“All that is outside, also is inside,” we could say with Goethe. But this “inside,” which modern rationalism is so eager to derive from “outside,” has an a priori structure of its own that antedates all conscious experience. It is quite impossible to conceive how “experience” in the widest sense, or, for that matter, anything psychic, could originate exclusively in the outside world. The psyche is part of the inmost mystery of life, and it has its own peculiar structure and form like every other organism. Whether this psychic structure and its elements, the archetypes, ever “originated” at all is a metaphysical question and therefore unanswerable. The structure is something given, the precondition that is found to be present in every case. And this is the mother, the matrix—the form into which all experience is poured. ~Carl Jung, CW 9i, Pages 101-102

Medieval alchemy prepared the way for the greatest intervention in the divine world order that man has ever attempted alchemy was the dawn of the scientific age, when the daemon of the scientific spirit compelled the forces of nature to serve man to an extent that had never been known before. It was from the spirit of alchemy that Goethe wrought the figure of the “superman” Faust, and this superman led Nietzsche’s Zarathustra to declare that God was dead and to proclaim the will to give birth to the superman, to “create a god for yourself out of your seven devils.” Here we find the true roots, the preparatory processes deep in the psyche, which unleashed the forces at work in the world today. Science and technology have indeed conquered the world, but whether the psyche has gained anything is another matter. ~Carl Jung, CW 13, Para 163

The creative process has a feminine quality, and the creative work arises from unconscious depths—we might truly say from the realm of the Mothers. Whenever the creative force predominates, life is ruled and shaped by the unconscious rather than by the conscious will, and the ego is swept along on an underground current, becoming nothing more than a helpless observer of events. The progress of the work becomes the poet’s fate and determines his psychology. It is not Goethe that creates Faust, but Faust that creates Goethe. And what is Faust} Faust is essentially a symbol. By this I do not mean that it is an allegory pointing to something all too familiar, but the expression of something profoundly alive in the soul of every German, which Goethe helped to bring to birth. ~Carl Jung, CW 15, Para159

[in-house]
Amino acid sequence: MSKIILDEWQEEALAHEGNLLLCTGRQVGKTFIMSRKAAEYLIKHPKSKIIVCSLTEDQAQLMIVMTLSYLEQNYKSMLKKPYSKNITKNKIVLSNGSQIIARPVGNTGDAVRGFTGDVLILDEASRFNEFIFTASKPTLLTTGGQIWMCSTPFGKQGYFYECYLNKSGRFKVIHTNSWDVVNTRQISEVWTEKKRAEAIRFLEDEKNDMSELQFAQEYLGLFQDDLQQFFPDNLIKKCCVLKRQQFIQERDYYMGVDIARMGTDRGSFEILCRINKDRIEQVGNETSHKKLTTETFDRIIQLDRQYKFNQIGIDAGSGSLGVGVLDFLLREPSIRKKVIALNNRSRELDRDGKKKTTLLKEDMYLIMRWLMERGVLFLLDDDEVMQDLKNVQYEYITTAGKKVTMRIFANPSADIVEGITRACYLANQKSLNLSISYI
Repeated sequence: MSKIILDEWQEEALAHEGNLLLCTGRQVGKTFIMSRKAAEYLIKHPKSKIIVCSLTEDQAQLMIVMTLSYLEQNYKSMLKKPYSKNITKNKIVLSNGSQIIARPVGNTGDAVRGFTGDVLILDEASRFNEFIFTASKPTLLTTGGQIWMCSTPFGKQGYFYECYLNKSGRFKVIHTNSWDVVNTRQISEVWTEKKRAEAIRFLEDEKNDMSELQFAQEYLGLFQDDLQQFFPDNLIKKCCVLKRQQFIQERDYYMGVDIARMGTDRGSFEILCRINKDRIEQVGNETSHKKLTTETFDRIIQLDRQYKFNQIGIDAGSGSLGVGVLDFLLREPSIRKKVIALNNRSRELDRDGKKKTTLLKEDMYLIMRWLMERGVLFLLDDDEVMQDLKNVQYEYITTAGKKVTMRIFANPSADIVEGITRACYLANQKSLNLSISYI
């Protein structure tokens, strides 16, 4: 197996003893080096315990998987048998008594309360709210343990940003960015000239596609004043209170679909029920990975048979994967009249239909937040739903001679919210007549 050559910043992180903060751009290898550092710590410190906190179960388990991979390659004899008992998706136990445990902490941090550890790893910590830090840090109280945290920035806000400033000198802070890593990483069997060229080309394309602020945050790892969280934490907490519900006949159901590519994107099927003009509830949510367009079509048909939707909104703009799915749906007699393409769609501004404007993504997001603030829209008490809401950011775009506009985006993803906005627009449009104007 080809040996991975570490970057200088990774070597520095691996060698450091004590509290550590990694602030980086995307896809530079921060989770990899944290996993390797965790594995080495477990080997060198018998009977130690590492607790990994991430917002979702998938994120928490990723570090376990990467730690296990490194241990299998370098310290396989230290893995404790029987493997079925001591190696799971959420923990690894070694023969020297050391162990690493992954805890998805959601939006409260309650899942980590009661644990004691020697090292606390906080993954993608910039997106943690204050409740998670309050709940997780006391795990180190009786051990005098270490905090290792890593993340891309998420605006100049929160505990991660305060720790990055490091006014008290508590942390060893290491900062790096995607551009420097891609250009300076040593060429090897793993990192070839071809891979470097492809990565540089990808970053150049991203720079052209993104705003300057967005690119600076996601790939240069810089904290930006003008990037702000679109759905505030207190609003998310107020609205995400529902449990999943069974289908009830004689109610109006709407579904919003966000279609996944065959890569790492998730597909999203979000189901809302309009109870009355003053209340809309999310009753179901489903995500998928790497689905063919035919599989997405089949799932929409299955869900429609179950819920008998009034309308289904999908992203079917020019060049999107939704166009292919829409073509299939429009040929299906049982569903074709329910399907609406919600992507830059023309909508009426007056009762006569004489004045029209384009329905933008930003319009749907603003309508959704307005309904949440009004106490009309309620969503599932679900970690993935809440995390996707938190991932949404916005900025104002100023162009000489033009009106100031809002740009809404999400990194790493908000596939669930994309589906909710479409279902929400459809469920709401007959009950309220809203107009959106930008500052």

Dante decks out his experience in all the imagery of heaven, purgatory, and hell; Goethe brings in the Blocksberg and the Greek underworld; Wagner needs the whole corpus of Nordic myth, including the Parsifal saga; Nietzsche resorts to the hieratic style of the bard and legendary seer; Blake presses into his service the phantasmagoric world of India, the Old Testament, and the Apocalypse; and Spitteler borrows old names for the new figures that pour in alarming profusion from his muse’s cornucopia.

Everything to do with the masses is hateful to me. Anything popularized becomes common. Above all I would not disseminate Goethe, rather cook books. ~Carl Jung, Letters Vol. 1, Pages 88-89.

Apart from a few poems, the only thing of Goethe’s that is alive for me is Faust. For me this was always a study-for relaxation I prefer English novels. ~Carl Jung, Letters Vol. 1, Pages 88-89.

Everything else of Goethe’s pales beside Faust, although something immortal glitters in the poems too. ~Carl Jung, Letters Vol. 1, Pages 88-89.

What one could “enjoy” of Goethe is, for me, too patriarchal, too much de l’epoque. What I value in Goethe I cannot “enjoy”; it is too big, too exciting, too profound. ~Carl Jung, Letters Vol. 1, Pages 88-89.
It seems to me that one cannot meditate enough about Faust, for many of the mysteries of the second part are still unfathomed. ~Carl Jung, Letters Vol. 1, Pages 88-89.